For foodies on holiday, dining off the eaten track is just as important as putting your feet up, getting that well-earned tan or seeing the sights. The gastronome will not be satisfied until they’ve experienced the local fare a region has to offer; the culinary nook and crannies just waiting to be discovered and devoured are a hugely important part of the adventure.
For experienced epicureans and fledgling foodies alike, we’ve compiled a selection of some lesser-known food destinations for your delectation that all discerning food fans should consider next time the travel bug hits.
Germany’s fourth largest city is famous for straddling both sides of the Rhine river, its gargantuan cathedral and a vivid cultural backdrop. With all that, you’d be forgiven for forgetting about its rich culinary scene too, but Kölsch dining is something not to be missed during your time here, a cuisine that’s rustic, delicious and daring, at times.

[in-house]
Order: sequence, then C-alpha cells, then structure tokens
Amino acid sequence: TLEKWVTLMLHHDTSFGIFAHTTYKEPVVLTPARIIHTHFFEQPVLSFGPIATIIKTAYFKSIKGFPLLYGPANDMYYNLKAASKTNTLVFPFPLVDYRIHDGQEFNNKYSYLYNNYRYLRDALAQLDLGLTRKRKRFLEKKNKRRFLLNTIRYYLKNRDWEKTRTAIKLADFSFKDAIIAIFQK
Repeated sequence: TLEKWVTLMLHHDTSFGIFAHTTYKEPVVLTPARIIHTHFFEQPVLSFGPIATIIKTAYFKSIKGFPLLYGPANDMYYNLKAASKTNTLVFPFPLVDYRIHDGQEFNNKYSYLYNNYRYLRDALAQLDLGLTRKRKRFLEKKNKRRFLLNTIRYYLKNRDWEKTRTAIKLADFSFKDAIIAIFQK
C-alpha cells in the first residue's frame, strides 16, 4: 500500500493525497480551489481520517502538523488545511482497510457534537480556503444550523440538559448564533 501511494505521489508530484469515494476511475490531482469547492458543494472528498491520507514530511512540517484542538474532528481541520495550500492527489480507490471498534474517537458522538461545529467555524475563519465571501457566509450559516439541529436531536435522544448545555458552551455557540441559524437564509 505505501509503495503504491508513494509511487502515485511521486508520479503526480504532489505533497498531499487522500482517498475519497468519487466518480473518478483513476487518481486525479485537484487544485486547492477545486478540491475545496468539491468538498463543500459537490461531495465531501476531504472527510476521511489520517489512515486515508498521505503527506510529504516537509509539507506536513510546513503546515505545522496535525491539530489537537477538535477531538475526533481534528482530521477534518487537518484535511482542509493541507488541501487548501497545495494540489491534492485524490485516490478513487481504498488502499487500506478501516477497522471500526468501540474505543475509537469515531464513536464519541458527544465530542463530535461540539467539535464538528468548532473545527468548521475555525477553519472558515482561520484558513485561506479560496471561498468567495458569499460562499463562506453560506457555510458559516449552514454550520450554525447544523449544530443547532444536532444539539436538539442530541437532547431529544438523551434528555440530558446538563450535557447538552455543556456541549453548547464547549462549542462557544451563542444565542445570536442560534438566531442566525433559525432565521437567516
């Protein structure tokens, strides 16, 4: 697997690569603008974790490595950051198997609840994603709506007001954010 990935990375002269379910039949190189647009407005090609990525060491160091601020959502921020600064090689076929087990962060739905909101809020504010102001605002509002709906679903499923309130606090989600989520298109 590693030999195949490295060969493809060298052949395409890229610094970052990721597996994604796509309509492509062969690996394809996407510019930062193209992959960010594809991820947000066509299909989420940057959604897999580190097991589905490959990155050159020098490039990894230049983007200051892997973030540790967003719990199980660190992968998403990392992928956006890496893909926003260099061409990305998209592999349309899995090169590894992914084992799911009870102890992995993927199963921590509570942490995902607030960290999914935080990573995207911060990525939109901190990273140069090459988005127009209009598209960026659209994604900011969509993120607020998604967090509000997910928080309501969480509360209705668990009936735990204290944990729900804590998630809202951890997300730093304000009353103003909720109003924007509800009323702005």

An interesting take on sweet and savoury, Himmel und Ääd (literally Heaven and Earth) is so called since its constituents, apples and potatoes represent the sky and the ground, respectively. Resembling mashed potatoes, sweet apple notes cut through with a refreshing bite. Traditionally served with blood sausage, experience it in one the city’s traditional beer halls for a classic Kölsch meal.
After a long day of scoping the city, Schweinshaxe - or Pork Knuckle - will sate hungry visitors. Ranging anywhere from 600 to 1400g, the Schweinshaxe is something of a spectacle on the plate. Soft and succulent, with a satisfying crunch to the outside, it’s usually served with potato dumplings to soak up the tender meat’s jus. Not one to be missed on your travels.